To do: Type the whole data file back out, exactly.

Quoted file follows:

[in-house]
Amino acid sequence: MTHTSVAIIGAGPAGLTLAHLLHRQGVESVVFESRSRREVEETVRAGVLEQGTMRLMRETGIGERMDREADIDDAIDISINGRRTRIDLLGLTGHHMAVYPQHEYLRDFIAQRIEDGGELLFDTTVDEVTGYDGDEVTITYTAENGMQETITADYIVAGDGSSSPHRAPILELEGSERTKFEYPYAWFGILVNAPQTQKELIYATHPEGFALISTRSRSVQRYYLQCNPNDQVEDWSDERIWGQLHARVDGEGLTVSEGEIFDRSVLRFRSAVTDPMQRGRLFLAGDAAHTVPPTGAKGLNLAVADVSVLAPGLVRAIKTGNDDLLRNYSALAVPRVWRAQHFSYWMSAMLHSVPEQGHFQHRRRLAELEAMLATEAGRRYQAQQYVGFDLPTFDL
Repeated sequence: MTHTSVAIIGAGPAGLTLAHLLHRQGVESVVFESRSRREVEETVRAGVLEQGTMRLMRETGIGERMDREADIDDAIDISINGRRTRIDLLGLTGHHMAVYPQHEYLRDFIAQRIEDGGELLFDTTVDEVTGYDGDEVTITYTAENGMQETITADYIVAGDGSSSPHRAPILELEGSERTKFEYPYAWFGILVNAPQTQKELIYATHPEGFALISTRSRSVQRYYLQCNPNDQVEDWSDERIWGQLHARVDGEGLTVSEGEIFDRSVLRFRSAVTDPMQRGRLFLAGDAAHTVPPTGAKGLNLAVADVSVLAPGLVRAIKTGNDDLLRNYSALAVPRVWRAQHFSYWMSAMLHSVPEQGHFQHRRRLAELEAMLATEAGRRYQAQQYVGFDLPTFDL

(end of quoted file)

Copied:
[in-house]
Amino acid sequence: MTHTSVAIIGAGPAGLTLAHLLHRQGVESVVFESRSRREVEETVRAGVLEQGTMRLMRETGIGERMDREADIDDAIDISINGRRTRIDLLGLTGHHMAVYPQHEYLRDFIAQRIEDGGELLFDTTVDEVTGYDGDEVTITYTAENGMQETITADYIVAGDGSSSPHRAPILELEGSERTKFEYPYAWFGILVNAPQTQKELIYATHPEGFALISTRSRSVQRYYLQCNPNDQVEDWSDERIWGQLHARVDGEGLTVSEGEIFDRSVLRFRSAVTDPMQRGRLFLAGDAAHTVPPTGAKGLNLAVADVSVLAPGLVRAIKTGNDDLLRNYSALAVPRVWRAQHFSYWMSAMLHSVPEQGHFQHRRRLAELEAMLATEAGRRYQAQQYVGFDLPTFDL
Repeated sequence: MTHTSVAIIGAGPAGLTLAHLLHRQGVESVVFESRSRREVEETVRAGVLEQGTMRLMRETGIGERMDREADIDDAIDISINGRRTRIDLLGLTGHHMAVYPQHEYLRDFIAQRIEDGGELLFDTTVDEVTGYDGDEVTITYTAENGMQETITADYIVAGDGSSSPHRAPILELEGSERTKFEYPYAWFGILVNAPQTQKELIYATHPEGFALISTRSRSVQRYYLQCNPNDQVEDWSDERIWGQLHARVDGEGLTVSEGEIFDRSVLRFRSAVTDPMQRGRLFLAGDAAHTVPPTGAKGLNLAVADVSVLAPGLVRAIKTGNDDLLRNYSALAVPRVWRAQHFSYWMSAMLHSVPEQGHFQHRRRLAELEAMLATEAGRRYQAQQYVGFDLPTFDL